Stories of Impact: University of Nevada, Reno Responds to Local Workforce Needs
Ed Prep Matters is featuring “Stories of Impact” to showcase AACTE member institutions with educator preparation programs that are making a positive impact in their communities and beyond through innovative practices. We are committed to sharing members’ success stories and encourage you to do the same.
Teacher shortage is an issue nationwide but especially in Nevada, where 955 classrooms were without licensed teachers at the start of the 2015-16 school year. Now with engineering and technology giants Tesla and Switch establishing a strong presence in northern Nevada, top-quality teachers are in more demand than ever in our community.
“It’s a stressful but exciting time for education in Nevada,” said Kenneth Coll, dean of the College of Education at the University of Nevada, Reno (UNR). “With early field experiences and a multitude of specialized programs, our students are gaining from cutting-edge curricula that will prepare them to be confident and effective lifelong educators. We have plans to increase the quantity of teachers we graduate while maintaining the strong focus on quality expected of our education programs.”
By working closely with the Washoe County School District and community, the College of Education is tackling the need for educators in the STEM fields (science, technology, engineering, and mathematics) as well as in English language acquisition and development (ELAD), early childhood education, and special education.
Launched last fall with 42 enrolled students, NevadaTeach is UNR’s implementation of the national UTeach program, which allows undergraduate STEM majors to earn a dual degree in teaching secondary education. According to the UTeach Institute, 87% of spring 2015 graduates from UTeach programs went into teaching.
NevadaTeach Master Teachers Glenn Waddell and Megan Beckam are pleased by the overwhelmingly positive response from students and teachers to the program’s early field experiences.
“The teachers in Washoe County welcomed the changing teacher education program with open arms,” said Waddell, “inviting [students] back to volunteer and teach extra lessons not required by us. They really went above and beyond.”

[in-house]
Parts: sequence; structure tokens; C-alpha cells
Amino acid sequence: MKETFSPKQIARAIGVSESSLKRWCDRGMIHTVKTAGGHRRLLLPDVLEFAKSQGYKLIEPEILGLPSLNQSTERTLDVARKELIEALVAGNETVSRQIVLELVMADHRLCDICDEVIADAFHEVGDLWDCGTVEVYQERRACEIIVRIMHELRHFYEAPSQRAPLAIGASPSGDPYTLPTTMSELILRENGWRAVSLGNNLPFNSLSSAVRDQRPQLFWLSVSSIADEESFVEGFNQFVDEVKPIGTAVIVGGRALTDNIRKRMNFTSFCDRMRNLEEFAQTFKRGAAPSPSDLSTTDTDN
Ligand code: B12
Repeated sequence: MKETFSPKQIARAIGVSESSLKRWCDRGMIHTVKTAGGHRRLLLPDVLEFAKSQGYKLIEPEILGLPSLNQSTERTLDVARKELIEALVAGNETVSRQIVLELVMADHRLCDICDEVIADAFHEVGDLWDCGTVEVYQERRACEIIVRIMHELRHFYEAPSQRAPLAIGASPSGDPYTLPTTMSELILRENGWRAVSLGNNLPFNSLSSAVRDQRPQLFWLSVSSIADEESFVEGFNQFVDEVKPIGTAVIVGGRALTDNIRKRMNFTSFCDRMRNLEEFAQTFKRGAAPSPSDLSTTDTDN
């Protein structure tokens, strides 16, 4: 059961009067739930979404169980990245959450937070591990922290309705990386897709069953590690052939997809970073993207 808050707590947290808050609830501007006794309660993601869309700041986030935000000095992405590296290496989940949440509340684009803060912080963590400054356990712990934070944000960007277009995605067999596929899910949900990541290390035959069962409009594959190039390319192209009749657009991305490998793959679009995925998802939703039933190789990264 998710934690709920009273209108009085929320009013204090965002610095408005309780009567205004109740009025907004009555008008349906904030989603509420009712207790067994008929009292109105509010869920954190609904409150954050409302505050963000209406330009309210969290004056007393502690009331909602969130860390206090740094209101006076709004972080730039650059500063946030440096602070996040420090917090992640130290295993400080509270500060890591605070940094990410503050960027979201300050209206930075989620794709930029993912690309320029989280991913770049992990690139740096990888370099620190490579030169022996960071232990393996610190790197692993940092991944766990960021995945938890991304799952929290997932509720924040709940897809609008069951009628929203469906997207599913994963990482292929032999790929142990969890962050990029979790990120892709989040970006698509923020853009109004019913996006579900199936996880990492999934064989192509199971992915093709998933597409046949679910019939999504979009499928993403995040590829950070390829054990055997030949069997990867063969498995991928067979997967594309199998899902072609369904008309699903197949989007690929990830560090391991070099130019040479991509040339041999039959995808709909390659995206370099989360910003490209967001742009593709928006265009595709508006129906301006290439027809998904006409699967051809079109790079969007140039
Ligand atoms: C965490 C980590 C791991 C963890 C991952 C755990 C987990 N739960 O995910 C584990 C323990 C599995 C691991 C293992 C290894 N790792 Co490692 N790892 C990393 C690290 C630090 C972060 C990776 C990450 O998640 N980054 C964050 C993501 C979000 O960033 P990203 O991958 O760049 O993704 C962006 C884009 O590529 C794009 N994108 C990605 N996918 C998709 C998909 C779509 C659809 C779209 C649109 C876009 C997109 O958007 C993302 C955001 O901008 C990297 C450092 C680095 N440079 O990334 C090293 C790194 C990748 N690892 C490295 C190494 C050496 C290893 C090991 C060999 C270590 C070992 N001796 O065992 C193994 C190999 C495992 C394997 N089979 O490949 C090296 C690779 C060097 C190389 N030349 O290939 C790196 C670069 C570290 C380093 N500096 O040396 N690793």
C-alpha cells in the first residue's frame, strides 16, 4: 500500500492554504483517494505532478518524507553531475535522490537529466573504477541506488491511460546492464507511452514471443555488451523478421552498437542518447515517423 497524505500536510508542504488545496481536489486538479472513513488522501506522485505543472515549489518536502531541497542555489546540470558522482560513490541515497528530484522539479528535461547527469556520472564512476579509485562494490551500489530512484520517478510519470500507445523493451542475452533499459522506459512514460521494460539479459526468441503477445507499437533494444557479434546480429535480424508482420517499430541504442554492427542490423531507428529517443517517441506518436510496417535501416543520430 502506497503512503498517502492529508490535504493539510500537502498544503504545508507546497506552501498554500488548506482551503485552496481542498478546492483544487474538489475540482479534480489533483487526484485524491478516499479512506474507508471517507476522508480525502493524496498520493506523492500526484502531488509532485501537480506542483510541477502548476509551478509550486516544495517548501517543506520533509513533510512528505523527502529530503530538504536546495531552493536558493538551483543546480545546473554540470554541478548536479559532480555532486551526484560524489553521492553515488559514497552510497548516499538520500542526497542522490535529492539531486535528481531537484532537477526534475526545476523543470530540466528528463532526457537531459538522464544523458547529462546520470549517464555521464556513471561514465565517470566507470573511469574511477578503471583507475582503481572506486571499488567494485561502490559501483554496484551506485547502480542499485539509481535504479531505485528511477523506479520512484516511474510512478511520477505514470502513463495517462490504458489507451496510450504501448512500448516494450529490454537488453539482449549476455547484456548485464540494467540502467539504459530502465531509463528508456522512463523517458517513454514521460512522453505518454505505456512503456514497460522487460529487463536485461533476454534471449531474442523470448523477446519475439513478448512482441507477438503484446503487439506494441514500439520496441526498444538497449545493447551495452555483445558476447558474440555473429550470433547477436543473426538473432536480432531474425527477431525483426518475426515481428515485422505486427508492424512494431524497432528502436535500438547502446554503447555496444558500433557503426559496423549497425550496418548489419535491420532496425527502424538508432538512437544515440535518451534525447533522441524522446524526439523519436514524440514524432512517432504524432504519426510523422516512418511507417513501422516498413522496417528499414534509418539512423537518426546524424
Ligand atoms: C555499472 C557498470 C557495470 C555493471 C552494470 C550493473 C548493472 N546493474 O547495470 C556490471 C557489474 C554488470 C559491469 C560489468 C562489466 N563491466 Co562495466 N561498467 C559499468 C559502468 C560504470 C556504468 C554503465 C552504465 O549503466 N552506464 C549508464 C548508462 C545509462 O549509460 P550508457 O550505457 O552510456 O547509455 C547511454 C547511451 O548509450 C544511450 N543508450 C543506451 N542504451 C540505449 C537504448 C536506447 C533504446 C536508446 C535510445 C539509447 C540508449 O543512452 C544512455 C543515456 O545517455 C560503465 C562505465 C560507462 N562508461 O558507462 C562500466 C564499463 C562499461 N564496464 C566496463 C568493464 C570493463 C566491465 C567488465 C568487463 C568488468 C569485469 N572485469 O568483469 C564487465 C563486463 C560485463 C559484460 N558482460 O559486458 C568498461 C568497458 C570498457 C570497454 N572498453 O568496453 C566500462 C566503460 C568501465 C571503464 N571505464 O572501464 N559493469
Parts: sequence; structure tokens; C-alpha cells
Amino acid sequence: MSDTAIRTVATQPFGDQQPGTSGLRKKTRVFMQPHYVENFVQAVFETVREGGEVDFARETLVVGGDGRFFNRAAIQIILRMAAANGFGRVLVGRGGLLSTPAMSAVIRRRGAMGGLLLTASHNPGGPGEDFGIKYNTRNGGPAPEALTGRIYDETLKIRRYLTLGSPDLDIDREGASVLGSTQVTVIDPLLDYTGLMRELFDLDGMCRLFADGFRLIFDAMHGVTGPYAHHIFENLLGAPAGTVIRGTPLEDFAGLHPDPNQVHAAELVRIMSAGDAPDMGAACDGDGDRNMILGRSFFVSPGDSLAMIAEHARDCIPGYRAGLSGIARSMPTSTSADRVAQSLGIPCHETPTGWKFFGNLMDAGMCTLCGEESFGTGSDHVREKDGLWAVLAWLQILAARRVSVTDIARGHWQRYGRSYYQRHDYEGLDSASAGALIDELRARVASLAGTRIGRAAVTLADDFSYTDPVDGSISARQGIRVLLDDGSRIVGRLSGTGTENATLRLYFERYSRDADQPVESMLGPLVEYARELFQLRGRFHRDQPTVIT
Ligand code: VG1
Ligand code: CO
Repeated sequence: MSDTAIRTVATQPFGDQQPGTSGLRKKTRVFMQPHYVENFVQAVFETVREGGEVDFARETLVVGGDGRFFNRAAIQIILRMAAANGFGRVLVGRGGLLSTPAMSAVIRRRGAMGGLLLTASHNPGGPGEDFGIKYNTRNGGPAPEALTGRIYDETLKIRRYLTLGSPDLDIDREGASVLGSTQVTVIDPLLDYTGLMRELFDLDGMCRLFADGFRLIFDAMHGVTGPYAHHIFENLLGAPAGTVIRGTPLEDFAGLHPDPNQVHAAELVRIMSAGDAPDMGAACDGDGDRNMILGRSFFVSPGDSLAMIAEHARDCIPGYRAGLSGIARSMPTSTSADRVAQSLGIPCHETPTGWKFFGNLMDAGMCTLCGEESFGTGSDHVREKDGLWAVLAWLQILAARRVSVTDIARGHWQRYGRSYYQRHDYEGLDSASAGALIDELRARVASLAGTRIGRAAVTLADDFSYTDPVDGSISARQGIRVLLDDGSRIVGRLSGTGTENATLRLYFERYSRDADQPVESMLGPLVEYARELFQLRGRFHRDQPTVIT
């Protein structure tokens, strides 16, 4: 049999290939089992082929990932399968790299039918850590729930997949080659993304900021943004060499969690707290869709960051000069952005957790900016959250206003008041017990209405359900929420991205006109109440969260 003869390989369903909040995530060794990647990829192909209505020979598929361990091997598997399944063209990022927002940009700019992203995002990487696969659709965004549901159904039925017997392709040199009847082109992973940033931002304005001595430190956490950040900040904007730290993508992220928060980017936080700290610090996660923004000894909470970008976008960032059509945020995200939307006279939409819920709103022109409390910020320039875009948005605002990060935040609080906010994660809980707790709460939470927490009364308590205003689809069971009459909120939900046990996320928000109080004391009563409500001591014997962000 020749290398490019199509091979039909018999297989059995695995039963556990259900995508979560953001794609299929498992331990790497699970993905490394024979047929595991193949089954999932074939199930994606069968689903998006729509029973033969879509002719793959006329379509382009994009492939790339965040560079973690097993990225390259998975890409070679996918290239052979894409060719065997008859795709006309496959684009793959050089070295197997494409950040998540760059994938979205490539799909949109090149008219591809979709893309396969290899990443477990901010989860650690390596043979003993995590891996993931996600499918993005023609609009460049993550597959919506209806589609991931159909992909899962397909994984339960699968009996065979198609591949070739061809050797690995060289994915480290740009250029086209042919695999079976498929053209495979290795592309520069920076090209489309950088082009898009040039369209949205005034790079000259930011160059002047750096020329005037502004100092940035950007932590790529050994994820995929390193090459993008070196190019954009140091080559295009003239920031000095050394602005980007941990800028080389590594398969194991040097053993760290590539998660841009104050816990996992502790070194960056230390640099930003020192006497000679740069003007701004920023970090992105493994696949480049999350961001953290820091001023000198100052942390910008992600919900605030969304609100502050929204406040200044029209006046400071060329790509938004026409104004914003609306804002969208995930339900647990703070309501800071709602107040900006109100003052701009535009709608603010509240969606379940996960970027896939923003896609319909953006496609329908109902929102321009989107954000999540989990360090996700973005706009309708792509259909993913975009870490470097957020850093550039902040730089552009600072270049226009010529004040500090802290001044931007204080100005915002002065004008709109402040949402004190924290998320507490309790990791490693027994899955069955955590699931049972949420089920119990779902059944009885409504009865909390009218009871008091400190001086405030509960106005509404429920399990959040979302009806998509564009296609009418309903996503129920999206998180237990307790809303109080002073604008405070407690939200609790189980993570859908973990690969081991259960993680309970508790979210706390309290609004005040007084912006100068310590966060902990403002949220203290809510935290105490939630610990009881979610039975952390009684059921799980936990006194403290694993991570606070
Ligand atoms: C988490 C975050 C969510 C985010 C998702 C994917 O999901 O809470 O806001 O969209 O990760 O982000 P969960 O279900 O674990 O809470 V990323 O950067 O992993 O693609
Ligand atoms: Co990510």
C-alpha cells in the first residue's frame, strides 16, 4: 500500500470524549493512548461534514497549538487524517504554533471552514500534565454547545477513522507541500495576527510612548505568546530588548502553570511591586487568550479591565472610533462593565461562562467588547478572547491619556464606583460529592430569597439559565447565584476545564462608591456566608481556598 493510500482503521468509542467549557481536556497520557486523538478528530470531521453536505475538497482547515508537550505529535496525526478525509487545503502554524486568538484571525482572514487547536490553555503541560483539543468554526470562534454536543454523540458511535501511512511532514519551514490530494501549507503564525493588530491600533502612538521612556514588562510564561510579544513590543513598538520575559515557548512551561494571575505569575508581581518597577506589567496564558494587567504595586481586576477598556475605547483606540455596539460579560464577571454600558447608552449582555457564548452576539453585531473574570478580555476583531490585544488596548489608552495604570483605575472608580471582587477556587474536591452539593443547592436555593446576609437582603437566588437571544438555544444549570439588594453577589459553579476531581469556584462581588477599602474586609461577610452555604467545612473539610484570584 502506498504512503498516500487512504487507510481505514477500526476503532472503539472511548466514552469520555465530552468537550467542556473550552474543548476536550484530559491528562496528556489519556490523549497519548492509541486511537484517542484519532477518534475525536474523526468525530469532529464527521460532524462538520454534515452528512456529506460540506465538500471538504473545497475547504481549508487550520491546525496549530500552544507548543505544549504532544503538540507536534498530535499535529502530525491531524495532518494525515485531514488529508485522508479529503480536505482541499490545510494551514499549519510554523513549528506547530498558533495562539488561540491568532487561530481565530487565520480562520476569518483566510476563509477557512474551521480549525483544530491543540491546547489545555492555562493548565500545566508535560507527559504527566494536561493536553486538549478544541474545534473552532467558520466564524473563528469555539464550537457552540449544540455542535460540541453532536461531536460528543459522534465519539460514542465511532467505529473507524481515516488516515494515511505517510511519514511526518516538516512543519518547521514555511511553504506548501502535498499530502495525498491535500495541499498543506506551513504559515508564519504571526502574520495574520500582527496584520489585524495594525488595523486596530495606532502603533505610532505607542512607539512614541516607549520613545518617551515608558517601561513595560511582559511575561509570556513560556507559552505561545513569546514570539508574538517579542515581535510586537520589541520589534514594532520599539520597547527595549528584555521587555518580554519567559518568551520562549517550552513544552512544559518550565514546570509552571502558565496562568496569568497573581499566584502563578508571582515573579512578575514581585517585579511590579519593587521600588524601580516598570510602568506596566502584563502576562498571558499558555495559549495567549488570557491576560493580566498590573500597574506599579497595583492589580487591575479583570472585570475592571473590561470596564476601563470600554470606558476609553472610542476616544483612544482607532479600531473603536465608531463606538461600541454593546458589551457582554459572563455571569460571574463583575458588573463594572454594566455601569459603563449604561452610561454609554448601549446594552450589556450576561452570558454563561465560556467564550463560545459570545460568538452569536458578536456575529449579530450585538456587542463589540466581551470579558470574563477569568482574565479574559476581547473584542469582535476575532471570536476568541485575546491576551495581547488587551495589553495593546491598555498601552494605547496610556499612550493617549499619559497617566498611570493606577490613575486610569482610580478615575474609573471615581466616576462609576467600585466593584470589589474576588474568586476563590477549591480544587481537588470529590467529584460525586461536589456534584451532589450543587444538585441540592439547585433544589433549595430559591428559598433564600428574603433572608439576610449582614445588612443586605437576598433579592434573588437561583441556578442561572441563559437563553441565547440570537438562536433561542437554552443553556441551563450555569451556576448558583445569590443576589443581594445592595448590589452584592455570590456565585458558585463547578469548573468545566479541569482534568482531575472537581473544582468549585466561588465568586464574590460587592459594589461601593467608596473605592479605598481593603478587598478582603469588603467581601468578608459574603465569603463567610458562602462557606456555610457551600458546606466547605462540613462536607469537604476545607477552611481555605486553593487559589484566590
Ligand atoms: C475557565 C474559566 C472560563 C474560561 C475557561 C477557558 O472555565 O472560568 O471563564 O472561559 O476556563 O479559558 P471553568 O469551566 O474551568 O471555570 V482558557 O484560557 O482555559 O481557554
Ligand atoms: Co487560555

“When I joined [NevadaTeach], I really wasn’t too interested in being a teacher,” wrote one student. “[Now] I cannot wait to teach.”
The growing need for ELAD teachers is no surprise, as Nevada ranks as the second most diverse state in the country. Since 2012, the college’s Northern Nevada English Learning Initiative (NNELI) has prepared undergraduates to obtain ELAD endorsement as part of their undergraduate teacher licensure program and has offered courses in English as a second language and STEM subjects.
“Forty-five preservice teachers and 18 licensed, practicing teachers have completed the program,” said Project Coordinator Sandra Prytherch. “These inquiry-based courses are cutting edge, and our NNELI completers have specialized knowledge that prepares them for helping English learners succeed in content areas, especially STEM.”
Other UNR programs are meeting critical early childhood and special education needs, with some graduating more than 20 teachers with these specialties per year. Dean Coll notes that additional plans are under way to establish more innovative opportunities for the college to address teaching needs throughout Nevada while adhering to UNR’s commitment to high quality.
Learn more about how UNR and others are addressing the school staffing crisis at the upcoming AACTE press conference, “Educator Preparation Providers Addressing Nevada Teacher Shortage,” on February 22 in Las Vegas. If you would like to attend, please RSVP to Aaron Goldstein, AACTE Manager of State Policy & Relations at email@example.com by February 5.
Melissa Burnham is associate dean of the College of Education at the University of Nevada, Reno. Cece Zhou is the college’s marketing and communications specialist.
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University of Nevada, Reno
University of Nevada, Reno